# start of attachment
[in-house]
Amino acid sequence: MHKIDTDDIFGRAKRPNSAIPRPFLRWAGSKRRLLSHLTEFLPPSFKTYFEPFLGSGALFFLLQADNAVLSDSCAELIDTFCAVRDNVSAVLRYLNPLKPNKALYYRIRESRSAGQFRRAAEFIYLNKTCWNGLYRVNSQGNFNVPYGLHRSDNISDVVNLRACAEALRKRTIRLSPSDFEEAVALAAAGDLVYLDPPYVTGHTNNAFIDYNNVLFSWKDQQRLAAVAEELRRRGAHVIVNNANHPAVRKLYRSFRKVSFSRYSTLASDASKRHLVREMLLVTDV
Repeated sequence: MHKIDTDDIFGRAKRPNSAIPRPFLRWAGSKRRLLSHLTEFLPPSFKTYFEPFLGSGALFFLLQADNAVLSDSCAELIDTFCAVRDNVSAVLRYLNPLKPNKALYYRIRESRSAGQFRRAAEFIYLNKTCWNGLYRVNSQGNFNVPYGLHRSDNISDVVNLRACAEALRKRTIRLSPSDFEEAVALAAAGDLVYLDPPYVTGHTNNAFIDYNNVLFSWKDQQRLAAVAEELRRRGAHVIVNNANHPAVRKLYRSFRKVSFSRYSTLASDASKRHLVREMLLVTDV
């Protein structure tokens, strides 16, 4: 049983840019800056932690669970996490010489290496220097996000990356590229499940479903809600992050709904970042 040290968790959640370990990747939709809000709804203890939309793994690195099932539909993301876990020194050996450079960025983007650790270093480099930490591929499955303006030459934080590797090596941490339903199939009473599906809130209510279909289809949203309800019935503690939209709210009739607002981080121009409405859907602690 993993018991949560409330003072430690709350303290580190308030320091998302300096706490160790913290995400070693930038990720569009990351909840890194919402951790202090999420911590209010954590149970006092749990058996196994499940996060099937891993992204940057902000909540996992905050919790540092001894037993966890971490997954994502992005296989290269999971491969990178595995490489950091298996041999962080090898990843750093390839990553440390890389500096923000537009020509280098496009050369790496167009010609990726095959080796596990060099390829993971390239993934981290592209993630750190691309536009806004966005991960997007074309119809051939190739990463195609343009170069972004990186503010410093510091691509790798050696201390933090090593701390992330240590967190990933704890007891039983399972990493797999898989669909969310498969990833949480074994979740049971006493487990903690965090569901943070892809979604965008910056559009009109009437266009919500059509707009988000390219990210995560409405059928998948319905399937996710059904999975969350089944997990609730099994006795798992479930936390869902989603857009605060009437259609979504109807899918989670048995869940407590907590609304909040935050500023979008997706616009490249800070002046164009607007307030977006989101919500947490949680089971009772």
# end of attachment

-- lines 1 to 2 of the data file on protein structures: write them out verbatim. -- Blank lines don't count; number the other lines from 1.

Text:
[in-house]
Amino acid sequence: MHKIDTDDIFGRAKRPNSAIPRPFLRWAGSKRRLLSHLTEFLPPSFKTYFEPFLGSGALFFLLQADNAVLSDSCAELIDTFCAVRDNVSAVLRYLNPLKPNKALYYRIRESRSAGQFRRAAEFIYLNKTCWNGLYRVNSQGNFNVPYGLHRSDNISDVVNLRACAEALRKRTIRLSPSDFEEAVALAAAGDLVYLDPPYVTGHTNNAFIDYNNVLFSWKDQQRLAAVAEELRRRGAHVIVNNANHPAVRKLYRSFRKVSFSRYSTLASDASKRHLVREMLLVTDV